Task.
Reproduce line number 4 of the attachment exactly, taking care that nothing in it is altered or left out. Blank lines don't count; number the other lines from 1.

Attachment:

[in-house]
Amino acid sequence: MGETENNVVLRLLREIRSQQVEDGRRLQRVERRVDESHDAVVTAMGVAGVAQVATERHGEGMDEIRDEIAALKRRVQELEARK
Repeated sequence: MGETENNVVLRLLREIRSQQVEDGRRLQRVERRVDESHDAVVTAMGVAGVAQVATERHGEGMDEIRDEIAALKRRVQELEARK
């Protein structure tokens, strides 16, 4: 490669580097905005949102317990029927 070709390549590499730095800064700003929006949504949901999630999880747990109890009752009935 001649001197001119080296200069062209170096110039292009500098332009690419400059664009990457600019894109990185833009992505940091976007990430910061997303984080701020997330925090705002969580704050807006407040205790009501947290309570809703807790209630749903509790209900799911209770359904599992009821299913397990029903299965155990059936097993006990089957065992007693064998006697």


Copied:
């Protein structure tokens, strides 16, 4: 490669580097905005949102317990029927 070709390549590499730095800064700003929006949504949901999630999880747990109890009752009935 001649001197001119080296200069062209170096110039292009500098332009690419400059664009990457600019894109990185833009992505940091976007990430910061997303984080701020997330925090705002969580704050807006407040205790009501947290309570809703807790209630749903509790209900799911209770359904599992009821299913397990029903299965155990059936097993006990089957065992007693064998006697």